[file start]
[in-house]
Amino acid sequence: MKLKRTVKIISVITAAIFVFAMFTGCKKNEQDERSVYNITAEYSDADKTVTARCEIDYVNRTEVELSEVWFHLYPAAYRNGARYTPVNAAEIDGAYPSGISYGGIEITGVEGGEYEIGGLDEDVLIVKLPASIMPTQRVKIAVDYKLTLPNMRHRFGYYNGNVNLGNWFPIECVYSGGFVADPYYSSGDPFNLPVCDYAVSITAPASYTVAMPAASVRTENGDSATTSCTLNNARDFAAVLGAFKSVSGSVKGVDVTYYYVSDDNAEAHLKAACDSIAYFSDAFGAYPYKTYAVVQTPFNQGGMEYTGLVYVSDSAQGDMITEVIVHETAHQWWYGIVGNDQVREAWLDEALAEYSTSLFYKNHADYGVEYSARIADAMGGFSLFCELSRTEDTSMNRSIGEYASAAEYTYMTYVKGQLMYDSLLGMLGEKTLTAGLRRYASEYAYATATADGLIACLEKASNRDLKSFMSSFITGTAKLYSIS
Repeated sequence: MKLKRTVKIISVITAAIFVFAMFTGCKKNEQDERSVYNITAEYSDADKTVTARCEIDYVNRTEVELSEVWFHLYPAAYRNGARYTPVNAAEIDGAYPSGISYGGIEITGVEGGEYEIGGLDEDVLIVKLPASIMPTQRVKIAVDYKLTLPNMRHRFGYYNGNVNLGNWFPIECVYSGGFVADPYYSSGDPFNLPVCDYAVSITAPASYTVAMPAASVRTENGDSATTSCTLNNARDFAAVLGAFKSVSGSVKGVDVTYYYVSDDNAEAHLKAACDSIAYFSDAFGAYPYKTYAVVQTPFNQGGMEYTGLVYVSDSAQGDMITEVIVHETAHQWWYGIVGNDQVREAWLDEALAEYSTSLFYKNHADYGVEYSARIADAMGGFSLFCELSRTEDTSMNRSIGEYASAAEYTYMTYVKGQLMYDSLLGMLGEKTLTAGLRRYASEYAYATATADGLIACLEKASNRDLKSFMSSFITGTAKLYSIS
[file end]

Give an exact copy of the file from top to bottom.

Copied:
[in-house]
Amino acid sequence: MKLKRTVKIISVITAAIFVFAMFTGCKKNEQDERSVYNITAEYSDADKTVTARCEIDYVNRTEVELSEVWFHLYPAAYRNGARYTPVNAAEIDGAYPSGISYGGIEITGVEGGEYEIGGLDEDVLIVKLPASIMPTQRVKIAVDYKLTLPNMRHRFGYYNGNVNLGNWFPIECVYSGGFVADPYYSSGDPFNLPVCDYAVSITAPASYTVAMPAASVRTENGDSATTSCTLNNARDFAAVLGAFKSVSGSVKGVDVTYYYVSDDNAEAHLKAACDSIAYFSDAFGAYPYKTYAVVQTPFNQGGMEYTGLVYVSDSAQGDMITEVIVHETAHQWWYGIVGNDQVREAWLDEALAEYSTSLFYKNHADYGVEYSARIADAMGGFSLFCELSRTEDTSMNRSIGEYASAAEYTYMTYVKGQLMYDSLLGMLGEKTLTAGLRRYASEYAYATATADGLIACLEKASNRDLKSFMSSFITGTAKLYSIS
Repeated sequence: MKLKRTVKIISVITAAIFVFAMFTGCKKNEQDERSVYNITAEYSDADKTVTARCEIDYVNRTEVELSEVWFHLYPAAYRNGARYTPVNAAEIDGAYPSGISYGGIEITGVEGGEYEIGGLDEDVLIVKLPASIMPTQRVKIAVDYKLTLPNMRHRFGYYNGNVNLGNWFPIECVYSGGFVADPYYSSGDPFNLPVCDYAVSITAPASYTVAMPAASVRTENGDSATTSCTLNNARDFAAVLGAFKSVSGSVKGVDVTYYYVSDDNAEAHLKAACDSIAYFSDAFGAYPYKTYAVVQTPFNQGGMEYTGLVYVSDSAQGDMITEVIVHETAHQWWYGIVGNDQVREAWLDEALAEYSTSLFYKNHADYGVEYSARIADAMGGFSLFCELSRTEDTSMNRSIGEYASAAEYTYMTYVKGQLMYDSLLGMLGEKTLTAGLRRYASEYAYATATADGLIACLEKASNRDLKSFMSSFITGTAKLYSIS